AN edge-of-your-seat action thriller loaded with agonising moral dilemmas, Eye in the Sky could hardly be
AN edge-of-your-seat action thriller loaded with agonising moral dilemmas, Eye in the Sky could hardly be more topical, writes Anna Smith.
The nerve-shredding account of a top-secret operation to capture a group of terrorists from a safe house in Kenya, it stars Oscar winner Dame Helen Mirren as Colonel Katherine Powell, a military intelligence officer making life-or-death decisions from a London base.
There’s a terrific ensemble cast, with Mirren injecting genuine urgency and authority into her performance as the increasingly exasperated officer, desperately trying to get approval for a drone strike she believes will save many lives.
A strong, empowered female character, she’s a woman to be reckoned with, whose anxiety to prevent a terrorist attack becomes infectious to all watching.
For the audience it’s easy to understand her cries for action, while being acutely aware of the potential loss of civilian life on the ground — key scenes with Kenyan locals are heart-wrenching.
As plans for an imminent terrorist attack emerge, Powell feels a strike may be the only option. But when a little girl is shown on camera wandering into the kill zone, the US-based drone pilot (Breaking Bad’s Aaron Paul) is loath to pull the trigger. Collateral damage is a distinct possibility.
While orders are being barked at both characters, the undercover man on the ground (Captain Phillips’s Barkhad Abdi) has his own choices to make.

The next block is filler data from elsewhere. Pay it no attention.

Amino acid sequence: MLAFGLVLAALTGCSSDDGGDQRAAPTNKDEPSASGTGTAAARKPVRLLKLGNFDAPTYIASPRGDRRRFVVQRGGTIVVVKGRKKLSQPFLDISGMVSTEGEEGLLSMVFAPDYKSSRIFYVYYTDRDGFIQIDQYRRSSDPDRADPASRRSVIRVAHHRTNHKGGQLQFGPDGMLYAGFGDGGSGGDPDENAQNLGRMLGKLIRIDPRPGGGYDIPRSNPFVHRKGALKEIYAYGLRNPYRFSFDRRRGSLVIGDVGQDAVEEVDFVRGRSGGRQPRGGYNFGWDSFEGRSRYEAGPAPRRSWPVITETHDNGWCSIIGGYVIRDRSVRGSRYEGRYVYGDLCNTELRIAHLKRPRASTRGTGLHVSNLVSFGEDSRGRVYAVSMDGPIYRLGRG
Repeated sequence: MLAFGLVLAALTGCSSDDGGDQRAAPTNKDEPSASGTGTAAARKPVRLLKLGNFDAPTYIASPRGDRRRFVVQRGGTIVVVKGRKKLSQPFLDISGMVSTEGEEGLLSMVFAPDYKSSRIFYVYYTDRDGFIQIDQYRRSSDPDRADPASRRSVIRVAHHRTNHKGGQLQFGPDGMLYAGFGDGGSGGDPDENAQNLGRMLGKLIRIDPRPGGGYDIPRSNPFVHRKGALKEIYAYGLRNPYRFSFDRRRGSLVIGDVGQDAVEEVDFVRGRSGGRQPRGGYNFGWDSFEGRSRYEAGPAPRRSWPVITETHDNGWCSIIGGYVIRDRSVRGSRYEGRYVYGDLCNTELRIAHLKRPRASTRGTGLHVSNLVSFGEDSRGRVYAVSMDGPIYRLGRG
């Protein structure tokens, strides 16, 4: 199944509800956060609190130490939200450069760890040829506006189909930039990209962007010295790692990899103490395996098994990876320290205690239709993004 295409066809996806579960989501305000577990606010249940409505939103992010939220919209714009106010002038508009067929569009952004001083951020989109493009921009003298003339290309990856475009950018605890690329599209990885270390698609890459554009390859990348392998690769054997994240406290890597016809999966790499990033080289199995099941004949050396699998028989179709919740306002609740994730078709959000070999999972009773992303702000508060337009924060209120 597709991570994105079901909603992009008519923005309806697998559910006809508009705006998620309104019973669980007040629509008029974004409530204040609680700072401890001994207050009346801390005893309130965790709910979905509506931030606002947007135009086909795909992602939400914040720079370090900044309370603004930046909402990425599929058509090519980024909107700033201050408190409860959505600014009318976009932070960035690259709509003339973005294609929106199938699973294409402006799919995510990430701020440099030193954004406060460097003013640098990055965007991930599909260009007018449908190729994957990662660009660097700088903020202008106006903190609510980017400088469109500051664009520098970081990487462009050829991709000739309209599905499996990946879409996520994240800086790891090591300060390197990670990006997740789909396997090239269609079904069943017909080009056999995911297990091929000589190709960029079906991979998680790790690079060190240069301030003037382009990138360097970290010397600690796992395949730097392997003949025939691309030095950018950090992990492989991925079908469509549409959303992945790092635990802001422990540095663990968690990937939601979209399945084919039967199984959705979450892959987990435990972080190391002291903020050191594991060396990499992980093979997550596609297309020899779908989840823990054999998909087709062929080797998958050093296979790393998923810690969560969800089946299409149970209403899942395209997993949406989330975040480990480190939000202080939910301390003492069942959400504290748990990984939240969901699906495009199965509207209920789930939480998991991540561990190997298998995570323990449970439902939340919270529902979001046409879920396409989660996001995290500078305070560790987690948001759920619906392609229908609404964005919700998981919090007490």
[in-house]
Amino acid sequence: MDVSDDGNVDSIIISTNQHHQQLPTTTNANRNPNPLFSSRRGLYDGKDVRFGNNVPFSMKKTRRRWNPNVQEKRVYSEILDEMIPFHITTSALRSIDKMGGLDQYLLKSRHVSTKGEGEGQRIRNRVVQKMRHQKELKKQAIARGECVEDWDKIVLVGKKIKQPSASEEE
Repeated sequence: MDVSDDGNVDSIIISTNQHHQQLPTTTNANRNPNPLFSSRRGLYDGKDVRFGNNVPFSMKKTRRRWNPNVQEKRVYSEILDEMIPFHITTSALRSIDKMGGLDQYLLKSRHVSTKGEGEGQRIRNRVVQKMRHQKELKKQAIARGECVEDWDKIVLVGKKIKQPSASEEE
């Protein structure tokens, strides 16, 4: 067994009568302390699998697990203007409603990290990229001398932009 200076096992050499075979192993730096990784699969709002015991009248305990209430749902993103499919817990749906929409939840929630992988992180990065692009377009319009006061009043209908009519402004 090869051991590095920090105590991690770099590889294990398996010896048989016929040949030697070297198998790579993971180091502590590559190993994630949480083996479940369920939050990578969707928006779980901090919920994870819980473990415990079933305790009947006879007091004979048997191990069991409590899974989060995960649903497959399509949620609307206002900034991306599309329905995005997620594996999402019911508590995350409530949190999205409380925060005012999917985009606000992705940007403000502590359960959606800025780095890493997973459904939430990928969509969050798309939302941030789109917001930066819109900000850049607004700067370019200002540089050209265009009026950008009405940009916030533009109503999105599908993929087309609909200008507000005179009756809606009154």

Should he risk his life and try to get the girl out? It could jeopardise the mission, but it could also be her best chance of survival.
Gavin Hood’s film is a tense, explosive clock-ticker that combines action with character development and up-to-the-minute themes.
It’s fascinating to see the complex chain of command as the British Lieutenant General Frank Benson (Alan Rickman in his last screen role) confers with boardroom colleagues (Jeremy Northam and Monica Dolan) and seeks advice from travelling British foreign secretary James Willett (Iain Glen).
Shades of dark humour creep into these scenes as the decision-makers debate the best course of action, many trying to avoid culpability by “referring it up”. But each referral costs time and — potentially — lives.
Eye in the Sky doesn’t offer simple answers, exploring the morality and the fallibility of modern warfare with a European sensibility.
It puts you in the front seat, with all the pressures, challenges and shifting demands that both drive and haunt the characters.
It’s a film that will get you thinking, and it will get you talking — much as 2008’s The Hurt Locker and 2012’s Zero Dark Thirty did.